Today’s project was a more “labored” sort of project in the Home Improvement. I was helping lay out tiles for a friends kitchen.  Lots of people take on these sort of DIY projects every weekend. There are lots of YouTube demos and TV episode showing what to do. But It’s funny to consider how much real math goes into doing just that.  Once in a blue moon everything adds or divides up evenly with little headaches.  But most often you encounter something that just doesn’t work like you planned. It’s Murphy’s Law.  So then you have to resort to a bit of imagination to solve the problem with grace and elan.  Easier said than done.

Turns out, it’s a good thing I’m a fearless artist, and I know how to cut glass, measure and divide fractions, and remembered to bring along my trusty bucket of favorite tools. Inside it you can find a small level, framer’s square, shims, box cutter, chisel, putty knife, trusty cordless drill, 2 pairs of work gloves, vice clamps and safety glasses.  There are other items in there, but can’t recall everything off the top of my head.  Having access to a Dremel tool and pastry bag made it even better.  The Dremel cuts glass tiles very well with a steady hand.  The Pastry bag pipes small spots of thin set into tight spots the trowels just won’t go.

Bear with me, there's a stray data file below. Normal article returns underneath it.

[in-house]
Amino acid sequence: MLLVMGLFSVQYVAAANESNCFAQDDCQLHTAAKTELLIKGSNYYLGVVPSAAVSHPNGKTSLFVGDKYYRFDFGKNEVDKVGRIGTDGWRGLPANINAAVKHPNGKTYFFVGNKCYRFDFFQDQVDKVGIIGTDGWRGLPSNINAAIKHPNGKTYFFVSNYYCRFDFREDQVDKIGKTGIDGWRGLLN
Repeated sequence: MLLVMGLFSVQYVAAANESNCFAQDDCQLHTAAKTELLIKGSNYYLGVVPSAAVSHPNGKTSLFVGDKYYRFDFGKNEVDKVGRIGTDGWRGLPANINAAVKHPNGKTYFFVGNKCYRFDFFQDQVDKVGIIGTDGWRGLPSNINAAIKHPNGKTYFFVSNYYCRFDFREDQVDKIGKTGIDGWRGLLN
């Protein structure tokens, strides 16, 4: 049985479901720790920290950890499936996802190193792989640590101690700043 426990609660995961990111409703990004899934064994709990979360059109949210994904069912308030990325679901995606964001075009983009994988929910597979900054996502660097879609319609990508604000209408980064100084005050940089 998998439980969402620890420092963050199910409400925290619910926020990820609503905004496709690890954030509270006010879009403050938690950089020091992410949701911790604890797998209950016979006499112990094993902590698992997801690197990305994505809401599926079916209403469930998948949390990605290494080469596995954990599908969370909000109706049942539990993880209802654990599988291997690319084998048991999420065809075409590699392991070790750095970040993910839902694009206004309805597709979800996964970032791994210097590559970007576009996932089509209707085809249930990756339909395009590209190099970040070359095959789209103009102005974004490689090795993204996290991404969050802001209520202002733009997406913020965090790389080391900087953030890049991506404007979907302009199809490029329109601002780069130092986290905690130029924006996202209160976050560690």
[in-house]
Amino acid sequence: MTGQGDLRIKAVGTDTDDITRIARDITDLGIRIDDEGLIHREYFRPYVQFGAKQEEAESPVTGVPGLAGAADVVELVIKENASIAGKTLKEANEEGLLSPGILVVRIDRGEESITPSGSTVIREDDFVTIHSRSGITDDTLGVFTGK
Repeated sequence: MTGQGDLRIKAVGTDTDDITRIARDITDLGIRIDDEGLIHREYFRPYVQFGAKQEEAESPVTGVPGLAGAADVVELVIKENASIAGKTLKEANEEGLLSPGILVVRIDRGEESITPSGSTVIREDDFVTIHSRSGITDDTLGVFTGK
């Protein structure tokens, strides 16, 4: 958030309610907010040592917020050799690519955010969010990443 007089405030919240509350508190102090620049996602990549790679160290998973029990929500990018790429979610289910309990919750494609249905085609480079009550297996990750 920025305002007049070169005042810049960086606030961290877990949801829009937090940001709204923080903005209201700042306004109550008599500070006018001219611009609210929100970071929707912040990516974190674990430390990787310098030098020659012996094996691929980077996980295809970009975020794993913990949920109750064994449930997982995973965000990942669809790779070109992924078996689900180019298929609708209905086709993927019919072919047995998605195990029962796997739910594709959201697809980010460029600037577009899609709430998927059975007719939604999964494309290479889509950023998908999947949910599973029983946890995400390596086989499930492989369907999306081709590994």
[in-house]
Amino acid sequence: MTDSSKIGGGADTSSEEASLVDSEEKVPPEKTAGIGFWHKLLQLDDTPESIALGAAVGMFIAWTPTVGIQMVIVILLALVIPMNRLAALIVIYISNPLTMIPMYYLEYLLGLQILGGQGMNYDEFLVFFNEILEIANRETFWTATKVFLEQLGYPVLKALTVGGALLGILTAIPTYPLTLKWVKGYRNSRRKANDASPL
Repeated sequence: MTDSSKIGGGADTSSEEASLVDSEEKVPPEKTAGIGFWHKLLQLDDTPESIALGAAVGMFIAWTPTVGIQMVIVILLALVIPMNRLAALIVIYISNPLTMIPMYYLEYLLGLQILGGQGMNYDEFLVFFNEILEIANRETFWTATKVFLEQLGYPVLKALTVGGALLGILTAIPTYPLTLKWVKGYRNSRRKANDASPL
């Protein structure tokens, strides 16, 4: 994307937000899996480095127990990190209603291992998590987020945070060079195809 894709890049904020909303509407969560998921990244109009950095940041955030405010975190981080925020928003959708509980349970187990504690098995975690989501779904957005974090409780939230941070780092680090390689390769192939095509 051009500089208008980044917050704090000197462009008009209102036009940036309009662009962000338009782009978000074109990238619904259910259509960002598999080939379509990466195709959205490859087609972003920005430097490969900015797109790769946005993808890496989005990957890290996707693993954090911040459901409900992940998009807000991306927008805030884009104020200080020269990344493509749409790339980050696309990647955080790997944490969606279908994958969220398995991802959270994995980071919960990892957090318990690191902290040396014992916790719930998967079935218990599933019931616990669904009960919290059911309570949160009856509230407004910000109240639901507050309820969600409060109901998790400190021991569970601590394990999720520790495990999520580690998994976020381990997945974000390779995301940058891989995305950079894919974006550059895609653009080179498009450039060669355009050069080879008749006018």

The trick is a willingness to learn something new, apply the knowledge you have, put some time and thought into it and you usually end up with something pretty darn good.   Yes, I’m bragging a bit.  But it really comes down to knowing your tools and how to best use what you have to do the best job.

So here is some thoughts for those thinking about a career as an artist or contractor… know your math.

Each year I hear these questions along with why are you an artist?  That much like asking Why do you breathe?

  • What do you do?  I create / make stuff.  I just have to do that. 
  • What materials do you use? Depends on the project and scale of the job.  But I have several buckets of tools for various projects. One for Framing art. One for house projects and several more for specific to each Art area I work in.
  • What did you have to learn?  That’s a bit harder to answer, see I have lots of applied knowledge (learned).  I have to know lots of math, fractions, proportions, some chemistry, more science, history, more color theory, basic construction, basic mechanic principles, economics, book-keeping, marketing, computer programs & languages, and researching. I’m sure I missed something in there.
    • Just when I think I have it together the game changes and I find myself heading back to the books.
  • What is the most important parts to my process / career?

Imagination, Discovery, Planning, Education and believe it or not lots of Math!